Lurking is one way in which media types glean hot news tips. In fact, lurking is a near-ideal way for reporters on the hi-tech beat to get story leads. Lots of things emerge on lists and news groups, despite the penalty of wading through much that is not particularly newsworthy.
Thus it was with great amusement that I read recently the plight of one hapless member of the press who was dragged off by HM Customs after alighting from a Eurostar train. You may have read the tale, first offered in The Independent on 17 August (http://www.independent.co.uk/ net/980817ne/story1.html), before becoming a global item. Two badge-flashing gumshoes snatched Kenneth Cukier, a technology commentator, and led him off behind a wall, where they proceeded to shake him down for "illegal drugs, fire arms, bomb-making materials, lewd and obscene pornographic material..."
Cukier, it should be noted, is more likely to be seen lecturing at prestigious universities, or in the chambers of international commissions pondering weighty technological standards, than up against the wall in Waterloo Station.
It quickly materialises that what HM Customs really wants to do is scan Cukier's hard drive for porn, presumably because computers make relatively poor places to hide drugs, guns and bombs. We lurkers, in turn, can share the absurdity of the moment, deliciously written by Cukier, without having to put up with the ignominy of being dragged from a train platform.
To be sure, lurkers also don't have to deal with what must no doubt be the difficult mission of HM Customs officials. They somehow have to pick potential miscreants out of throngs of legitimate travellers, a task that must make for many awkward situations similar to the one recounted by Cukier. And, of course, we forget that these same agents do nail crazed bombers and other less-than-perfect citizens.
But lurkers need have little pride, so it's no problem to be hugely amused by the outrageous implausibility of this particular situation. With probably millions of ways for porn to travel into the UK - over the Internet; by dial-up connection; over private networks; via satellite link, transatlantic cable, clandestine short-wave data broadcast and even newsstand and videotape - HM Customs is stopping people with computers alighting from Continental trains.
You can't help wondering what leap of progress it was when they started checking trains instead of chariots, or pedestrians returning from pilgrimages to Jerusalem. Can you imagine a memo directing agents to cease looking for porn etched upon stone tablets, in favour of lap-top computers, complete with instructions on how to tell the difference? Will the next technological leap involve dunning people who arrive with lap-tops on - wonder of wonders - aeroplanes?
But back to our e-mail protagonist. Says he, no, there are no guns, bombs or porn on this computer. So, say Her Majesty's agents, you won't mind if we scan your hard drive? Visions of a leering cop, a hot spotlight and the other accoutrements of a B detective movie. The agent even asks, "Do you have Internet on this thing?" as if the Internet would fit on a hard drive. This is priceless, as lurking goes.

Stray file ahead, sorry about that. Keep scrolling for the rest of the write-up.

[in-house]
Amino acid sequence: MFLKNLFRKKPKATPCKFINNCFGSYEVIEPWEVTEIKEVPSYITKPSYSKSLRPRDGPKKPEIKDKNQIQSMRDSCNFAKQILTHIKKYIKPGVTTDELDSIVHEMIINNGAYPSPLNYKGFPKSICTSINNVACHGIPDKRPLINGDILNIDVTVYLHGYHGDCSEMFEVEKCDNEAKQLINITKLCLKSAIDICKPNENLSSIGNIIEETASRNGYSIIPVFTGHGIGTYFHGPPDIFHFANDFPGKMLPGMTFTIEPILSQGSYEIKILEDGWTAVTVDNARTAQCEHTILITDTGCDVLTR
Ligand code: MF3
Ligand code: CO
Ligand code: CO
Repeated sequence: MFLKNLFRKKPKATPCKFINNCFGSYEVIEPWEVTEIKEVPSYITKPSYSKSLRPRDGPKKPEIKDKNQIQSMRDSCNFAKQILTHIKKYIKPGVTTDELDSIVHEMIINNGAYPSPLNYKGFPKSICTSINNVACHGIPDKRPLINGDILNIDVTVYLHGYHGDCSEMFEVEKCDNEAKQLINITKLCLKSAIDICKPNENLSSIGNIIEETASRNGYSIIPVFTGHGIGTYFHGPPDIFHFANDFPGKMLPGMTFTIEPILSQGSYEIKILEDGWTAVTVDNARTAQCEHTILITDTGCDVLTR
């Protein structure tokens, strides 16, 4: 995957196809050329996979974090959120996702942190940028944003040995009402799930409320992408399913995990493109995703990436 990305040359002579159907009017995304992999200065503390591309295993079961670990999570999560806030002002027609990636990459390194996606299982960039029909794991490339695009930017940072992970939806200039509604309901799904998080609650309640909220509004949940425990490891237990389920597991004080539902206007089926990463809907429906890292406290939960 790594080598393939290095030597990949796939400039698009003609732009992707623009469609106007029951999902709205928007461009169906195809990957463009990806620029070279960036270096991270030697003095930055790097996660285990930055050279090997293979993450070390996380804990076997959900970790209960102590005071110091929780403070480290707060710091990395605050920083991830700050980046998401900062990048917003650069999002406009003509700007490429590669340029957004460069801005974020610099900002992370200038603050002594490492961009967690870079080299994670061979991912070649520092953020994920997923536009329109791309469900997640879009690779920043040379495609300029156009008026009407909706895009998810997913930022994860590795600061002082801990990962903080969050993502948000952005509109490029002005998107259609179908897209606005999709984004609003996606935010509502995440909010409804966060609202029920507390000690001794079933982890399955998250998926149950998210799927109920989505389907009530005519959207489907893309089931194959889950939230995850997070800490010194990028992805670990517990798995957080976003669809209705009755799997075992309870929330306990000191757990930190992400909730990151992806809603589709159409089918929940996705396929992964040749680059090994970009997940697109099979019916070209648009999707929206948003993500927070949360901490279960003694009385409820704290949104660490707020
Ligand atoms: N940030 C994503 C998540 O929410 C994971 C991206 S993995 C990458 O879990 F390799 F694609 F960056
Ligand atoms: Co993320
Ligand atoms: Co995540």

The story gets even better: leering agent pulls the bag apart only to discover that the traveller's computer is, horrors, an Apple. Her Majesty's finest technologists, it seems, have not cracked the problem of scanning a Macintosh.
Techie lurkers are doubled up in fits of laughter, at this juncture. There are, no doubt, more than a few British 14-year-olds who have scanned hard drives belonging to such fortified and, theoretically, technologically inaccessible bastions as the military, the nuclear power industry, England's mightiest banks and, I would guess, HM Customs' computers themselves, to name a few (I presume that HM Customs has computers).
Pimply kids have earned notoriety by cracking secure systems running UNIX, Windows NT and mainframes running arcane, unknown, ancient operating systems with shadowy names such as Guardian. But HM's troops can't scan a hard drive on a computer so easy to use that it's the choice of many primary schools.
My five-year-old godson has mastered the Mac. Suddenly, my image of British technology, replete with James Bond and the phlegmatic Q's whizzy gizmos, is getting a sharp reality check. I hate it when that happens.
Unless, of course, it's funny. Our hero can't believe it: he's tempted to lash into these obvious techno-wimps, but a pressing meeting calls. He packs up, with only a few slighting remarks aimed at the now wilting agents who advise him, gruffly, to move along.
With a zillion unguarded electronic portals, HM Customs is camping out at the train station, shaking down suspect-looking foreigners, who turn out to be university lecturers. The only more amusing story would be Customs' apprehension of some gang who really do choose the train to move slowly, and at great risk, bits that could have quickly and surreptitiously moved in many other ways.
It's a little like hiring guards and charging them to stop any bikini- clad Swedes from smuggling copies of Playboy in to the choir while they sit at Evensong, only to learn that Danes and Finns easily pass through, owing to the guards' inability to detect scantily clad persons of other nationalities.
Even a lurker might be able to help in that situation, or, at least, to die laughing.